|05-14-2008 06:37 AM|
|05-14-2008 06:19 AM|
Food for thought.
I switched my air fittings to larger 3/8" ones for my spray equipment
and just to keep everything the same, I also switched them on my
Sears impact wrench too.
I couldn't believe the difference it made, I have much more torque now.
The female disconnect of a std 1/4" fitting has a hole inside about
half the size of the fitting inlet, that's the bottleneck.
A bigger hose didn't make a difference but the new fittings sure did.
So if you're not getting the torque you think you should,
try the bigger fittings.
Home Depot has a 3/8" kit for about $10.00,
it connects to the std 1/4" air hose ends.
|05-13-2008 10:53 PM|
|05-07-2008 02:58 AM|
|jimfulco||I like my IR 231, too. One of the best $125's I ever spent.|
|05-05-2008 08:30 PM|
One shop where I work has an Ingersoll 231 that has been about beat to death, still works fine.
My brother in law has been happily using his 231 at work for five years.
I bought one a year ago that I use every day. It has the right balance of power for me. Strong enough to bust about everything I normally do but not so strong that it breaks stuff.
A co-worker had a THundergun for a while. It would certainly knock bolts off but it was too loud, a bit heavy, and a bit stronger than necessary for regular automotive service. I tried it for a while and that's what I thought about it.
A plus to a 231 (and some other Ingersolls) is that you can buy "tune up kits" for them that replace the internals that wear should you use it long enough.
Beware the 231's with rubber handles. They are more comfortable than the bare metal ones but the rubber softens a bit with repeated exposure to oil. This causes it to loosen up on the gun. You can still use the gun normally, it's just annoying. Most 231's don't have the rubber handles though.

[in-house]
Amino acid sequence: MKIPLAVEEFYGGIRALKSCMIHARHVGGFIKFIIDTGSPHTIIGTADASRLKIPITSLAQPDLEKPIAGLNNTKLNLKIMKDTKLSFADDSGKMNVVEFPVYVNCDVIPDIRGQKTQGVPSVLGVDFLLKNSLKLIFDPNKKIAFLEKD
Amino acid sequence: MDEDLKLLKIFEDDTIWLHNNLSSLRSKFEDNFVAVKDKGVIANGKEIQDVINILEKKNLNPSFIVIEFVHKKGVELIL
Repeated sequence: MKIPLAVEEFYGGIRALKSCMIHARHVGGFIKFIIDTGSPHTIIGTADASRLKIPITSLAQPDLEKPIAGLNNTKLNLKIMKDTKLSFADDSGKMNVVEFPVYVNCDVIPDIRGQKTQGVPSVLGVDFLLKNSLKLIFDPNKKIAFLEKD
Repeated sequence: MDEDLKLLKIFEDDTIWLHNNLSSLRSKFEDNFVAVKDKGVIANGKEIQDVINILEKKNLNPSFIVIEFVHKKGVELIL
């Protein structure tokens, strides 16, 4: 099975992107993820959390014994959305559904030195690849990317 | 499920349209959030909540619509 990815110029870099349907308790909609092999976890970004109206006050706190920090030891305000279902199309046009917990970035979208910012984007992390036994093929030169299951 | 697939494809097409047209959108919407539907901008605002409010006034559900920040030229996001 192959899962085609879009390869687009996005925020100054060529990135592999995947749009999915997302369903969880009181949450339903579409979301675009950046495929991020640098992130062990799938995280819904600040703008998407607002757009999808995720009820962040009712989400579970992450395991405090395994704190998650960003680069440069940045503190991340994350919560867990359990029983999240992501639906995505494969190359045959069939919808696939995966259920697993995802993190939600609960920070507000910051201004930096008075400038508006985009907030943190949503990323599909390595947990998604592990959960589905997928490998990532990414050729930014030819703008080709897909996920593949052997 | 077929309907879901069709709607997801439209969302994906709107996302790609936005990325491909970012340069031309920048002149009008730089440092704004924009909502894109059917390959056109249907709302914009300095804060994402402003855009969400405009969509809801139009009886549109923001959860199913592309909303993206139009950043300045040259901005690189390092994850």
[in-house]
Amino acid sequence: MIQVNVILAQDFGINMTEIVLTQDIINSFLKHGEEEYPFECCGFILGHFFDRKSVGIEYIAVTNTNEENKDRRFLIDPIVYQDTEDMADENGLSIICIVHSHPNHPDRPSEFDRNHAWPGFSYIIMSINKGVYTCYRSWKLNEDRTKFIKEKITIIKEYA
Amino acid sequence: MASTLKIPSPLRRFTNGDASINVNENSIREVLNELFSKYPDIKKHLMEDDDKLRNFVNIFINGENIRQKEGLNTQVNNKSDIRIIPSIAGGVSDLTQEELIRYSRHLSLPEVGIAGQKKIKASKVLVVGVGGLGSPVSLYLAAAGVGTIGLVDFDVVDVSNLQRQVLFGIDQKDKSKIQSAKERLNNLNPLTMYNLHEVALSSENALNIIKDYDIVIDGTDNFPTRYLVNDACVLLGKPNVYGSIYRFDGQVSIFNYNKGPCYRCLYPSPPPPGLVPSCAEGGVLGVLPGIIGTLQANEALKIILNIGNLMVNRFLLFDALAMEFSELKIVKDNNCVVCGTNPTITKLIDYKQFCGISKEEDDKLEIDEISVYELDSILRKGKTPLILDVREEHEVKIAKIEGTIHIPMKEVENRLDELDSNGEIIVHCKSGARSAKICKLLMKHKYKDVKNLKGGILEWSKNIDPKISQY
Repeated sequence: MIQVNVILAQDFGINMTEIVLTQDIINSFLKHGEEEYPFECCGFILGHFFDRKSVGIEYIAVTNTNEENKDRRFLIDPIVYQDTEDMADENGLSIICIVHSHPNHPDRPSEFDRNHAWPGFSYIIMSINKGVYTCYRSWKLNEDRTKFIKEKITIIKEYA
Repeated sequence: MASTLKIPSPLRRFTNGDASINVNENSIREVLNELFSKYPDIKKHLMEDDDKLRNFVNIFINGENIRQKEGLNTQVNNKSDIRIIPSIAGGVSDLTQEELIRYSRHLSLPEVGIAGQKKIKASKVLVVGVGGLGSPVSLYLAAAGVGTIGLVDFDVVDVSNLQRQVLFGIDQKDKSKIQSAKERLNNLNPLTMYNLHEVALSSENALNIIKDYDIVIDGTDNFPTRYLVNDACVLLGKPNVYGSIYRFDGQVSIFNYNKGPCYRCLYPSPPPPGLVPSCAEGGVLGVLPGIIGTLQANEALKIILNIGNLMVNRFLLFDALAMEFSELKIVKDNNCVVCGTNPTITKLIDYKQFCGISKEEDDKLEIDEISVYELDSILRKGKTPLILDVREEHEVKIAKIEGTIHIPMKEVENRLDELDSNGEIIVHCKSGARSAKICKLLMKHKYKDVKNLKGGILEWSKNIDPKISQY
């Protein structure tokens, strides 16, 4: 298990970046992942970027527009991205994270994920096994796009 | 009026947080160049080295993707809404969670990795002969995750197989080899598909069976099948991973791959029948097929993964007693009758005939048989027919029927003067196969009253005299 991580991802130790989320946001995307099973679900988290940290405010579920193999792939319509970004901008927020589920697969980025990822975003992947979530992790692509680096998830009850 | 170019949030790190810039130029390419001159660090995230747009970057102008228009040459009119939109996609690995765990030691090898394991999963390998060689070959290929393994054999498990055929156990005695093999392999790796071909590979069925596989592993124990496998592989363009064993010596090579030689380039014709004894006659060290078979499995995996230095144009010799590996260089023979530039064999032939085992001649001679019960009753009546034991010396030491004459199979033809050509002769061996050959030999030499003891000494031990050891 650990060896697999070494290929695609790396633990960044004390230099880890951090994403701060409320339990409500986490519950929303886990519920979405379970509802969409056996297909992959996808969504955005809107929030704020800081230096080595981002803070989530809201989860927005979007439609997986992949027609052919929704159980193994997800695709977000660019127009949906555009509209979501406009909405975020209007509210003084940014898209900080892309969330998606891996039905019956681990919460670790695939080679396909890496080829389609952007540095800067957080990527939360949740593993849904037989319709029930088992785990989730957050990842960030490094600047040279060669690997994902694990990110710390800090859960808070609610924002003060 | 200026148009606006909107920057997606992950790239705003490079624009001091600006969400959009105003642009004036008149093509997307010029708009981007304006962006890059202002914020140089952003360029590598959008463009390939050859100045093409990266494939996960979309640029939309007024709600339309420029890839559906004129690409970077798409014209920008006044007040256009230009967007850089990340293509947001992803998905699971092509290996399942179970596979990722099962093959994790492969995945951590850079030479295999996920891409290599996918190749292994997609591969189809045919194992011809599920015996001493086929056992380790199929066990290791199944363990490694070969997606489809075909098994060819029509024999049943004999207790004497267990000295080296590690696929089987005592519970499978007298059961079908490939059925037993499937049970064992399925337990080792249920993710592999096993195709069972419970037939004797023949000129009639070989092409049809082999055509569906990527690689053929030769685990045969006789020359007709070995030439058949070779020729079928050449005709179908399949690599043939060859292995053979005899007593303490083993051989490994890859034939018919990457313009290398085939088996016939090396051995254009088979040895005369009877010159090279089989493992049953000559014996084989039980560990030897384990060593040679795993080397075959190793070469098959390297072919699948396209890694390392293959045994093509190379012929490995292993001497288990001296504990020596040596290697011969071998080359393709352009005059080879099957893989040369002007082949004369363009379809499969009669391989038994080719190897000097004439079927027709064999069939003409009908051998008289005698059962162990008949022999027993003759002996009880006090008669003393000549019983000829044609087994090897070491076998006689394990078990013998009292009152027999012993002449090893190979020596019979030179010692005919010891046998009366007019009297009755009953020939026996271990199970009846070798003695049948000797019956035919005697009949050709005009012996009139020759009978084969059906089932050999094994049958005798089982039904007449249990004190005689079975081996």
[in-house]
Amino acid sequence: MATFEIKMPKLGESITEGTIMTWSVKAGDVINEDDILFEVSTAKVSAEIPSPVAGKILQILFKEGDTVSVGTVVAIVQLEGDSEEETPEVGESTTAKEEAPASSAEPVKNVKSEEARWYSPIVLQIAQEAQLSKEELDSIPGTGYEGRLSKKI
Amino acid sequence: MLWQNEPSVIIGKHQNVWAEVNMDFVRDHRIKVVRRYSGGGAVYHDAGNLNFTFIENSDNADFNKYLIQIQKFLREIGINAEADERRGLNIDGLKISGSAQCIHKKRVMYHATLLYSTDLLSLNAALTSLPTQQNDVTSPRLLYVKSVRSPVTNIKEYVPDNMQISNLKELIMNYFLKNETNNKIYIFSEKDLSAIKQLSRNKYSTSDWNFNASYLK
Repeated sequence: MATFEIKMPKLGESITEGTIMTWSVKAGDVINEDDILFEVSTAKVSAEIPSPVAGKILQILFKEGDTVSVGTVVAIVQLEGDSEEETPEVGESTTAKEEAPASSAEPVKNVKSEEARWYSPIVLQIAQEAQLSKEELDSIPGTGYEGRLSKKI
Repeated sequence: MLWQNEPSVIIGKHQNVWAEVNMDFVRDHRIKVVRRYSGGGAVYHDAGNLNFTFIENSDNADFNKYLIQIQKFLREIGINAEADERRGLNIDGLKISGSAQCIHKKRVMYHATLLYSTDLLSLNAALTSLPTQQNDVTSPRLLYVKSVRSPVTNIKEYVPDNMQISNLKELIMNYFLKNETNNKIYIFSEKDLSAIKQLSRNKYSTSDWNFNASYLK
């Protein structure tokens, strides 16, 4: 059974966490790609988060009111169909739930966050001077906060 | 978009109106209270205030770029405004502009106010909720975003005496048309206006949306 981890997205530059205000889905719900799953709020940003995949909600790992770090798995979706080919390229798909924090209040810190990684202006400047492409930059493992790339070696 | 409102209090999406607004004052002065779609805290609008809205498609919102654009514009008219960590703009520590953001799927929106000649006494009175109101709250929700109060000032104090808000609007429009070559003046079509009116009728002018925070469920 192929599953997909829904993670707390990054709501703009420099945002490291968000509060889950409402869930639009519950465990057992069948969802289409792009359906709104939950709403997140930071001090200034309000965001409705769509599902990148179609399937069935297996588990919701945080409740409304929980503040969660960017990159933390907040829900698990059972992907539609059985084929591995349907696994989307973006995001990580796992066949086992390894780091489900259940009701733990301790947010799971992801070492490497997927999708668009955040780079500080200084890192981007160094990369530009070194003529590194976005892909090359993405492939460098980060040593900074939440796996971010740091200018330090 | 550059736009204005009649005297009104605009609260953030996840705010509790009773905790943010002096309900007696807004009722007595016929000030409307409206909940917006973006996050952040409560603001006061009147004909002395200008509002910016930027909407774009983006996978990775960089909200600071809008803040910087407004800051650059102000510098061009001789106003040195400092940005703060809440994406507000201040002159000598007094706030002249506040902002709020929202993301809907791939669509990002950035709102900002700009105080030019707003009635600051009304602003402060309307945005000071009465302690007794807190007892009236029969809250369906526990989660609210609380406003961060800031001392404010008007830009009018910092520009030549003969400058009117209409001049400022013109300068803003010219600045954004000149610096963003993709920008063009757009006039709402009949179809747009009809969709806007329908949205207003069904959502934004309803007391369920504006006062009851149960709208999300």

|05-04-2008 05:14 AM|
I have a IR 2135 TI that I bought used on Fleabay a couple of years ago. It's been a very good value for me.
I use it only occasionally, but it removes lug nuts without any hesitation.
It replaced a new Craftsman that could not remove a lug nut even after 20 seconds of trying.
|05-03-2008 01:19 PM|
|SteveU||For about 140 or so the Aircat wrenches are powerful and are Quiet. I have a Nitrocat which is rated at 86 db that will take off or break off anything on a car or light truck. One day just for giggles I got under my 84 dodge ram pickup & removed one of the large bolts that holds the bumper to the frame to see if it would do it.. it did no problem even though never lubed or removed the rust prior to taking it off. Doesn't even bother to hammer on lugnuts torqued to 100 ft lbs when removing them. I really like a quiet wrench when I have to do something in the shop, cuts down on noise reflecting off the walls & ceiling.|